September 10

Marching through the institutions

The left wing historian Professor Stuart Macintyre, a former communist, has been appointed to the National Curriculum Board to draft the course in history for schools from the first year of school through to Year 12.

 According to Justine Ferrari, writing in The Australian on 10 September, 2008 Professor Macintyre, the Ernest Scott professor of history at Melbourne University and chairman of Australian Studies at Harvard, was sidelined by the Howard government in its pursuit of a national curriculum for Australian history.  

Professor Macintyre becomes one of four educators appointed to draft "framing documents" setting out a broad direction for the curriculum in four subjects.

The teaching of our history is crucial.

Our youth need to have a full understanding  about the heritage of this country, and its extraordinary achievements in so many fields, not least our being one of the world’s oldest continuing democracies.

According to Kevin Donnelly ("My worst fears have been realised," The Australian 10 September, 2008) Professor Macintyre dismisses such a “grand narrative” celebrating our national achievements; history for him it is rather about “privileging victim groups and interpreting the past in terms of power relationships.”

Kevin Donnelly says the second appointment that of Professor Peter Freebody, confirms that control the national curriculum has been captured by the usual suspects.

He will oversee English; he is a supporter of “critical literacy” which asks students to analyse and deconstruct “texts” in terms of power relationships and theory.  

This saga illustrates again the dangers of ignoring the clear intentions of the Founding Fathers and of the people of Australia.

…constitutional intention flouted…

Education was never intended, either by our Founding Fathers or by the people, to be a responsibility of the Federal government.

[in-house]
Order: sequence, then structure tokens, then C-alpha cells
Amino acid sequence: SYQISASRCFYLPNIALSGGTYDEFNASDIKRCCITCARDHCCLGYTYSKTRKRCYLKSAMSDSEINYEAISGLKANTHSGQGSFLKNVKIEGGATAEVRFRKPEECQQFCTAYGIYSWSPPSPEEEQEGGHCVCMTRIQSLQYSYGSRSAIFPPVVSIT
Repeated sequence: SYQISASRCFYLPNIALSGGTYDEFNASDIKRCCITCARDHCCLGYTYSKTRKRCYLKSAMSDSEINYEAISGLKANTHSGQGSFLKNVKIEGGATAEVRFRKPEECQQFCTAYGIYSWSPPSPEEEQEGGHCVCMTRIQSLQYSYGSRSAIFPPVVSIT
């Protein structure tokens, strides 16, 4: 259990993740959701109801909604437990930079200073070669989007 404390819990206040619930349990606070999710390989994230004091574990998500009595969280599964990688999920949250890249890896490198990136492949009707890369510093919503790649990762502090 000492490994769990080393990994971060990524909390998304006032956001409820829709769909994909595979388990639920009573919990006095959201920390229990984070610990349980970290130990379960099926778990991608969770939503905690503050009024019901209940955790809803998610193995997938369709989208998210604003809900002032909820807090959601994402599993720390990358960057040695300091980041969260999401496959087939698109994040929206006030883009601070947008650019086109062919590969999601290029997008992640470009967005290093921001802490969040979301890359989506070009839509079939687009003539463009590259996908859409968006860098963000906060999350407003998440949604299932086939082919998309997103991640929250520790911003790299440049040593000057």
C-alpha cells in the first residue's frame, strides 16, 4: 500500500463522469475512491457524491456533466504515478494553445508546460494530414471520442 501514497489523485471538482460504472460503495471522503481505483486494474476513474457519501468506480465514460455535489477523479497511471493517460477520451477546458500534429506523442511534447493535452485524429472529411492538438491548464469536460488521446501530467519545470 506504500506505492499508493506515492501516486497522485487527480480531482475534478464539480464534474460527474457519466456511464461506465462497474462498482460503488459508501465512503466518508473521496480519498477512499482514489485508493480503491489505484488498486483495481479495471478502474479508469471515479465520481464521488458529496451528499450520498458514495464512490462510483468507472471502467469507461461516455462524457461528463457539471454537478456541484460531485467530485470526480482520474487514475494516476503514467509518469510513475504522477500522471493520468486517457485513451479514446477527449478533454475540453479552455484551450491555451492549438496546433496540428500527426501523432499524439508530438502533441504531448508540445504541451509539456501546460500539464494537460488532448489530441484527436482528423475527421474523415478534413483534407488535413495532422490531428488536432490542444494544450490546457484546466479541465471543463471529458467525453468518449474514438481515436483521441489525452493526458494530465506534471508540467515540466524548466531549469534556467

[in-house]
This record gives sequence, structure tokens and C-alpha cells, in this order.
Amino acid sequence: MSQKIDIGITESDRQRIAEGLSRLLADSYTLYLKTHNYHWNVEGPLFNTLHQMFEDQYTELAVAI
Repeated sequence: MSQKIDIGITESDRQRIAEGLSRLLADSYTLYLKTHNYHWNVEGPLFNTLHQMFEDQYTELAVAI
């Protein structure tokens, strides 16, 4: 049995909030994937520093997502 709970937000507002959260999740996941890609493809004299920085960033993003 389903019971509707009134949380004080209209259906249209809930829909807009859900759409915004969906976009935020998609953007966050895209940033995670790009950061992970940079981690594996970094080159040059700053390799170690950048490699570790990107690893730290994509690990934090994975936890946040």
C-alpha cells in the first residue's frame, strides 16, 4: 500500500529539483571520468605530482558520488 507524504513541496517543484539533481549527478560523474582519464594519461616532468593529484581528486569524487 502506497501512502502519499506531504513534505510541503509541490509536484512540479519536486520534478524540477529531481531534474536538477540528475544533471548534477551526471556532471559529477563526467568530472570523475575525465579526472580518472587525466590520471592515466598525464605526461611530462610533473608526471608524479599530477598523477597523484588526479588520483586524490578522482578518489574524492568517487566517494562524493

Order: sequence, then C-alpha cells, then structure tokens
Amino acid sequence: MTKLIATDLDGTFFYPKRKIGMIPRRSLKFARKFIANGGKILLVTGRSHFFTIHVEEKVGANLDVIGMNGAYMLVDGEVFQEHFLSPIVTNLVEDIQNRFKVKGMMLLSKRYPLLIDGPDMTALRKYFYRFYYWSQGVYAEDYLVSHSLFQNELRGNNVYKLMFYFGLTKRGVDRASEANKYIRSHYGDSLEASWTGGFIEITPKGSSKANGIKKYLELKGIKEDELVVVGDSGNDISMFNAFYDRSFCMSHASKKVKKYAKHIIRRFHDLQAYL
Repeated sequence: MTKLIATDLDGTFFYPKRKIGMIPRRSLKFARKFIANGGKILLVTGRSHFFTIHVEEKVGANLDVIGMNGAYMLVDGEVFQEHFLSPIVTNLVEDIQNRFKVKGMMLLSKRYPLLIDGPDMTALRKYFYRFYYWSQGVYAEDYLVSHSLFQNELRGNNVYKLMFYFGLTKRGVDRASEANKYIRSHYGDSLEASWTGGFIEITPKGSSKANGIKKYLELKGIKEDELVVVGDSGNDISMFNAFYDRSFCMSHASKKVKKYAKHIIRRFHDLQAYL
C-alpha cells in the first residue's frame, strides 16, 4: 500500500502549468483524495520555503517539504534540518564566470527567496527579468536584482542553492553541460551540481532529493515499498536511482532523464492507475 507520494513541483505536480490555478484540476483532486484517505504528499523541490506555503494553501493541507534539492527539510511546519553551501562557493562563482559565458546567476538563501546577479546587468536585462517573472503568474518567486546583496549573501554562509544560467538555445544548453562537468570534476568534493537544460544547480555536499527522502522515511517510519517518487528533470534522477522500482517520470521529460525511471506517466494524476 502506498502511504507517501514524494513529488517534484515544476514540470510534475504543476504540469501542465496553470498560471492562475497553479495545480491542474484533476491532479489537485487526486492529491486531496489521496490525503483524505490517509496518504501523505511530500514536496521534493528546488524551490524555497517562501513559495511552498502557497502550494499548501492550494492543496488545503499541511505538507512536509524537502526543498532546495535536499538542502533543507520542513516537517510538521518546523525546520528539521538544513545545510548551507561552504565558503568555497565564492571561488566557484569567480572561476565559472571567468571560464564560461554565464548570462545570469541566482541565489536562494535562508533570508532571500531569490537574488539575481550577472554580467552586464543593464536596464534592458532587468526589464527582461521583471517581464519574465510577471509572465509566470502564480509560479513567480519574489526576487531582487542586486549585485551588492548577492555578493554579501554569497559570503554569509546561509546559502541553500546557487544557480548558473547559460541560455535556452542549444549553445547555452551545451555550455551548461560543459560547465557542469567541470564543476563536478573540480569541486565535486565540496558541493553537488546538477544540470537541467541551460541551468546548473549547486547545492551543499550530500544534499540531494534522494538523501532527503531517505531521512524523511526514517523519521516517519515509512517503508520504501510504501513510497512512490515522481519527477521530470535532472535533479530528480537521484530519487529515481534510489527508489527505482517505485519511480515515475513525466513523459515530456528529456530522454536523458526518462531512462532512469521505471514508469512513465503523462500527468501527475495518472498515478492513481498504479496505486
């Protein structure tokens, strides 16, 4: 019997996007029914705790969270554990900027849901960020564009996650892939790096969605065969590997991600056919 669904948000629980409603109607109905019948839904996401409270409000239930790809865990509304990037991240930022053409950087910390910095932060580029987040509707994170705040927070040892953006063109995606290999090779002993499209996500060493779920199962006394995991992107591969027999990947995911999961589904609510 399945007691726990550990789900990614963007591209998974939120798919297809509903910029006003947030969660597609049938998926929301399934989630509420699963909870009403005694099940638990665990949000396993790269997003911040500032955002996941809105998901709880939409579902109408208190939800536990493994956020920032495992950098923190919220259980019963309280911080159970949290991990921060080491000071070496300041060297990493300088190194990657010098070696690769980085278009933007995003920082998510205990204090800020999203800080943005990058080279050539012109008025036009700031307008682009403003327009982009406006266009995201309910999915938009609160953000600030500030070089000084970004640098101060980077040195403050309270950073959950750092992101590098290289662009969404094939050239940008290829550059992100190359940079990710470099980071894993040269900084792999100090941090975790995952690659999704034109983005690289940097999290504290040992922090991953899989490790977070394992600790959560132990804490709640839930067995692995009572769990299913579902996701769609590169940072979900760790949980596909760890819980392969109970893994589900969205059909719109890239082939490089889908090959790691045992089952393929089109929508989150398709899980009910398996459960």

The Federal government and Parliament were intended  to have no power whatsoever over our schools.

The argument that we need a national policy on everything has all the weakness of the Marxist approach to government.

It assumes that our politicians –if they are based in Canberra –  know best.

They do not.

 Where state matters are left to the states, we can easily compare the states which are pursuing a successful policy in a given field and those who are not.

We can even move, as many did when Sir Joh Bjelke Petersen abolished that hated tax, death duties, which impacted principally on farmers and those whom Sir Robert Menzies once so eloquently described as the “forgotten people.”

A succession of centralist federal politicians, weak state politicians and judges have ensured that the Federal government has seized  an exorbitant proportion of government revenues and can control the states.

In the meantime, so called “republicans” whose only agenda is to increase the power of the political class, have distracted an indulgent media from this most serious constitutional problem – the excessive concentration of money and therefore power in Canberra.

The Labor Party, to its credit, has always been open and honest in its centralist agenda.

What is lamentable is that those parties  who have long proclaimed their allegiance to federalism have  in recent times  gone down the same cetralist path.

Sir Robert would not have approved.

  

 


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